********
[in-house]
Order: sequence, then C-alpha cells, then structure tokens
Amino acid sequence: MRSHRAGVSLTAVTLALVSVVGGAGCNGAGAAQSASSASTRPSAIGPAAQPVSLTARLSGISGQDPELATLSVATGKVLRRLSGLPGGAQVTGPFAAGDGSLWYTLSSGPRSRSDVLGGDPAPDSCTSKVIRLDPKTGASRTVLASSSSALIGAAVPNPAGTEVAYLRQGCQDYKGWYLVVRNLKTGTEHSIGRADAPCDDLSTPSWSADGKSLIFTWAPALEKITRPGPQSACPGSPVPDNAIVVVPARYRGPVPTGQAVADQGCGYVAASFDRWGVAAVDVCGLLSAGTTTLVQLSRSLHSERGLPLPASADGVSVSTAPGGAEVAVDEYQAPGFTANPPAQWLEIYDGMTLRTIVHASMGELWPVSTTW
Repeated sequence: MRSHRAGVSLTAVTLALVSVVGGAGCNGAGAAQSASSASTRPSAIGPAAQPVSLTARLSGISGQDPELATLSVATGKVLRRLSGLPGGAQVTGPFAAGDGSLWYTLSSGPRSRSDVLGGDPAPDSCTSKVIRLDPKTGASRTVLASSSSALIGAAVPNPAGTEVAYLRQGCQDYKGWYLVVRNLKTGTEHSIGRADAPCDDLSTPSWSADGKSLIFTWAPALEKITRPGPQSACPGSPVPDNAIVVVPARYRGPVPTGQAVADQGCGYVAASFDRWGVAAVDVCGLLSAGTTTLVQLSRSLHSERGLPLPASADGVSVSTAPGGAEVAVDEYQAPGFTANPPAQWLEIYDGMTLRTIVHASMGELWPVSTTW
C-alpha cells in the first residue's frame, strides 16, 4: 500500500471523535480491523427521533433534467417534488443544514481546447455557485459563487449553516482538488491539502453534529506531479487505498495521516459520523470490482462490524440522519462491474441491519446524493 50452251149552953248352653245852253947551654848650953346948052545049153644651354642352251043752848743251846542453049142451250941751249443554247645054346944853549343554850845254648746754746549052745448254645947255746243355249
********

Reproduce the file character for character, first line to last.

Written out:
[in-house]
Order: sequence, then C-alpha cells, then structure tokens
Amino acid sequence: MRSHRAGVSLTAVTLALVSVVGGAGCNGAGAAQSASSASTRPSAIGPAAQPVSLTARLSGISGQDPELATLSVATGKVLRRLSGLPGGAQVTGPFAAGDGSLWYTLSSGPRSRSDVLGGDPAPDSCTSKVIRLDPKTGASRTVLASSSSALIGAAVPNPAGTEVAYLRQGCQDYKGWYLVVRNLKTGTEHSIGRADAPCDDLSTPSWSADGKSLIFTWAPALEKITRPGPQSACPGSPVPDNAIVVVPARYRGPVPTGQAVADQGCGYVAASFDRWGVAAVDVCGLLSAGTTTLVQLSRSLHSERGLPLPASADGVSVSTAPGGAEVAVDEYQAPGFTANPPAQWLEIYDGMTLRTIVHASMGELWPVSTTW
Repeated sequence: MRSHRAGVSLTAVTLALVSVVGGAGCNGAGAAQSASSASTRPSAIGPAAQPVSLTARLSGISGQDPELATLSVATGKVLRRLSGLPGGAQVTGPFAAGDGSLWYTLSSGPRSRSDVLGGDPAPDSCTSKVIRLDPKTGASRTVLASSSSALIGAAVPNPAGTEVAYLRQGCQDYKGWYLVVRNLKTGTEHSIGRADAPCDDLSTPSWSADGKSLIFTWAPALEKITRPGPQSACPGSPVPDNAIVVVPARYRGPVPTGQAVADQGCGYVAASFDRWGVAAVDVCGLLSAGTTTLVQLSRSLHSERGLPLPASADGVSVSTAPGGAEVAVDEYQAPGFTANPPAQWLEIYDGMTLRTIVHASMGELWPVSTTW
C-alpha cells in the first residue's frame, strides 16, 4: 500500500471523535480491523427521533433534467417534488443544514481546447455557485459563487449553516482538488491539502453534529506531479487505498495521516459520523470490482462490524440522519462491474441491519446524493 50452251149552953248352653245852253947551654848650953346948052545049153644651354642352251043752848743251846542453049142451250941751249443554247645054346944853549343554850845254648746754746549052745448254645947255746243355249